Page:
Nigeria has the second largest HIV epidemic in the world. Although HIV prevalence among adults is much less (1.3%) than other sub-Saharan African countries such as South Africa (19%) and Zambia (11.5%), the size of Nigeria’s population means 1.8 million people were living with HIV in 2019. Recent drops in prevalence estimates for the country has been attributed to better surveillance.
Nevertheless, UNAIDS estimates that around two-thirds of new HIV infections in West and Central Africa in 2019 occur in Nigeria. Together with South Africa and Uganda, the country accounts for around half of all new HIV infections in sub-Saharan Africa every year. This is despite achieving a 13% reduction in new infections between 2010 and 2019.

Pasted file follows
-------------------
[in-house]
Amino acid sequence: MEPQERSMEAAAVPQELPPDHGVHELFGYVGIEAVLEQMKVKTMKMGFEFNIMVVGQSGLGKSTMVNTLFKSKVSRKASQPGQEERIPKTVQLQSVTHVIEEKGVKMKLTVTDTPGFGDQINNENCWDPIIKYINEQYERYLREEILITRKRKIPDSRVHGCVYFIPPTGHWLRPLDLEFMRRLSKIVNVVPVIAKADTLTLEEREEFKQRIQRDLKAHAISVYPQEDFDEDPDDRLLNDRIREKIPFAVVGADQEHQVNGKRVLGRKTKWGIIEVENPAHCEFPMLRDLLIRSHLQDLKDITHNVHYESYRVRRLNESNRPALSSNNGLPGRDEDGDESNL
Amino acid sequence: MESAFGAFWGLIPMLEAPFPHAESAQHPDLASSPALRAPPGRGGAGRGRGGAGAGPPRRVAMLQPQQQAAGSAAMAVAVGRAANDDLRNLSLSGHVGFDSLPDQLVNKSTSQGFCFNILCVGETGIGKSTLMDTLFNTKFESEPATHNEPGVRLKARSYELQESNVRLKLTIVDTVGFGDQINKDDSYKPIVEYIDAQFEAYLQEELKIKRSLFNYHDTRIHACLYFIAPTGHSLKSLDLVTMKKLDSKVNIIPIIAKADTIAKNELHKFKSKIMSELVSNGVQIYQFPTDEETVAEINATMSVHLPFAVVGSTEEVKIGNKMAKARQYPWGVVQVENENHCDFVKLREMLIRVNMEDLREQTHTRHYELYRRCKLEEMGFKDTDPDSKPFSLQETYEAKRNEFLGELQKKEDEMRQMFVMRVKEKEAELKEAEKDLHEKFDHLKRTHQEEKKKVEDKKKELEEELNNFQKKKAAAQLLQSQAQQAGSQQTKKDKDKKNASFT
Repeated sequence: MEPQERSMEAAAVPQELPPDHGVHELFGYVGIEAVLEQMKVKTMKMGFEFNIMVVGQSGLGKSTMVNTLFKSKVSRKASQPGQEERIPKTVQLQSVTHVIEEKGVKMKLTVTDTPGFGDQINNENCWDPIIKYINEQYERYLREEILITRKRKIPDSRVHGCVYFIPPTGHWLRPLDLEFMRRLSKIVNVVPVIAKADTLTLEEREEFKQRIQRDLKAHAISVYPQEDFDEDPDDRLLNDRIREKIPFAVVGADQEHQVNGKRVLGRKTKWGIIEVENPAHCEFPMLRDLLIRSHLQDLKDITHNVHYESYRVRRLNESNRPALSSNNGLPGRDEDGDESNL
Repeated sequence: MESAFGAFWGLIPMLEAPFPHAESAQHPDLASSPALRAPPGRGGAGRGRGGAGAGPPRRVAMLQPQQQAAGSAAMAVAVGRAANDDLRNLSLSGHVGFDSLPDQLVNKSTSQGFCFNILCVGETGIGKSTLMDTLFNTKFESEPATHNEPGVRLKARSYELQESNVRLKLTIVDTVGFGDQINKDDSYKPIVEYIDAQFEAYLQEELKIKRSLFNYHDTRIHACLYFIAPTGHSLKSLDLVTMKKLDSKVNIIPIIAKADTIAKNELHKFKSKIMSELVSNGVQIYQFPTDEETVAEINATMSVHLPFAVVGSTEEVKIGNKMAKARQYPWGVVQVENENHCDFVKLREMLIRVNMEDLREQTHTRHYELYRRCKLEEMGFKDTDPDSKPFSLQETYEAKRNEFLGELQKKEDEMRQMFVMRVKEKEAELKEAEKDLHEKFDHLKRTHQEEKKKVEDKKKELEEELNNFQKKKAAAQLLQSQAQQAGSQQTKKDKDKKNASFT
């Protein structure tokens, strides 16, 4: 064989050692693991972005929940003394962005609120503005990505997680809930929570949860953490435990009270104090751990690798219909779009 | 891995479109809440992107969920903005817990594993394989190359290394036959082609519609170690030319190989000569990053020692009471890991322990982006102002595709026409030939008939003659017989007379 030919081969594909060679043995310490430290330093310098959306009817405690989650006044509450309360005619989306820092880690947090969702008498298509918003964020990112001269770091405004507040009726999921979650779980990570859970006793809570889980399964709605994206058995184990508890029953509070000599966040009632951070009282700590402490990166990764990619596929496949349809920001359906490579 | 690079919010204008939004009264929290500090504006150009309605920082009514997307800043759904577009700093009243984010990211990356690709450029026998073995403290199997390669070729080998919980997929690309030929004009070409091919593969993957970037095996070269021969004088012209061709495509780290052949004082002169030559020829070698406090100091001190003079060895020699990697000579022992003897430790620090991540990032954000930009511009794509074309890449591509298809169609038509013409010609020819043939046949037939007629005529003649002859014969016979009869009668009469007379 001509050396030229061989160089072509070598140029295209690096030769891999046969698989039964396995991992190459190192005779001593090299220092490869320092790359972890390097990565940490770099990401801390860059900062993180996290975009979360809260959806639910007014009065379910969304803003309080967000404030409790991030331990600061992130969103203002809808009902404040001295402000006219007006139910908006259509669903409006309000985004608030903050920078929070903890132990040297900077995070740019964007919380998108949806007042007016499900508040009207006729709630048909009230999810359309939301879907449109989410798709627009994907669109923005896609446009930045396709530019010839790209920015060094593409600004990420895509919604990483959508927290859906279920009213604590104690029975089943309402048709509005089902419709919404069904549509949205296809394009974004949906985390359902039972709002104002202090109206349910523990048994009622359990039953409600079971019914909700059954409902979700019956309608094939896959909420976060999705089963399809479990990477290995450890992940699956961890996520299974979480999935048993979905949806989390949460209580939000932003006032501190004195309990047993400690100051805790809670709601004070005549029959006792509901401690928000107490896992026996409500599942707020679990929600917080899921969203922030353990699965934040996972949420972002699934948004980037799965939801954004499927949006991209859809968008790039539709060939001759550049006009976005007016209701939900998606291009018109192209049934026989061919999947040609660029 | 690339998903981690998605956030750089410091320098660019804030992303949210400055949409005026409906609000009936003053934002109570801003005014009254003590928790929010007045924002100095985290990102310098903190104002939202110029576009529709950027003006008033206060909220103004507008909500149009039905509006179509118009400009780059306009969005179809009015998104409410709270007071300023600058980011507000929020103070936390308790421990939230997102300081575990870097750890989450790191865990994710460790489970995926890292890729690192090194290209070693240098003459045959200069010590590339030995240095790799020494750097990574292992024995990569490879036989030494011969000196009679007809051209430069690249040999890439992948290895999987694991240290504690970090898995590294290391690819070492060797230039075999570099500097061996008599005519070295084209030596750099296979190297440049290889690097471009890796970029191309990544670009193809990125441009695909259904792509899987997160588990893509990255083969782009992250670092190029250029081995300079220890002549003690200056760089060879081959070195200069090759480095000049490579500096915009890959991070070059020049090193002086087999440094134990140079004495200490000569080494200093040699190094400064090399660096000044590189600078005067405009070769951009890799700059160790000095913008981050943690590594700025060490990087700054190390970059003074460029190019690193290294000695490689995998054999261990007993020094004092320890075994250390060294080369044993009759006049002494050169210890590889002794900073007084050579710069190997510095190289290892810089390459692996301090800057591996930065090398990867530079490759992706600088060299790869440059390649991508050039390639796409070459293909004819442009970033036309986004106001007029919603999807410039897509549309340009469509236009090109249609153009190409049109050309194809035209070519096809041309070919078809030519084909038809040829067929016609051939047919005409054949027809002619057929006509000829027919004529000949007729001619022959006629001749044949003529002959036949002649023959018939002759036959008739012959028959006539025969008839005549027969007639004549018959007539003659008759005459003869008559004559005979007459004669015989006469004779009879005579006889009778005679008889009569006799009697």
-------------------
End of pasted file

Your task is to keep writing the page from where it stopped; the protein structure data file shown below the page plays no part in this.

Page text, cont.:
Unprotected heterosexual sex accounts for 80% of new HIV infections in Nigeria, with the majority of remaining HIV infections occurring in key affected populations such as sex workers.
Six states in Nigeria account for 41% of people living with HIV, including Kaduna, Akwa Ibom, Benue, Lagos, Oyo, and Kano. HIV prevalence is highest in Nigeria’s southern states (known as the South South Zone), and stands at 5.5%. It is lowest in the southeast (the South East Zone) where there is a prevalence of 1.8%. There are higher rates of HIV in rural areas (4%) than in urban ones (3%).
Approximately 45,000 people died from AIDS-related illnesses in Nigeria in 2019. Since 2010, AIDS-related deaths have decreased by 35% to 2019, and 89% of those with a positive diagnosis in Nigeria are accessing antiretroviral treatment (ART).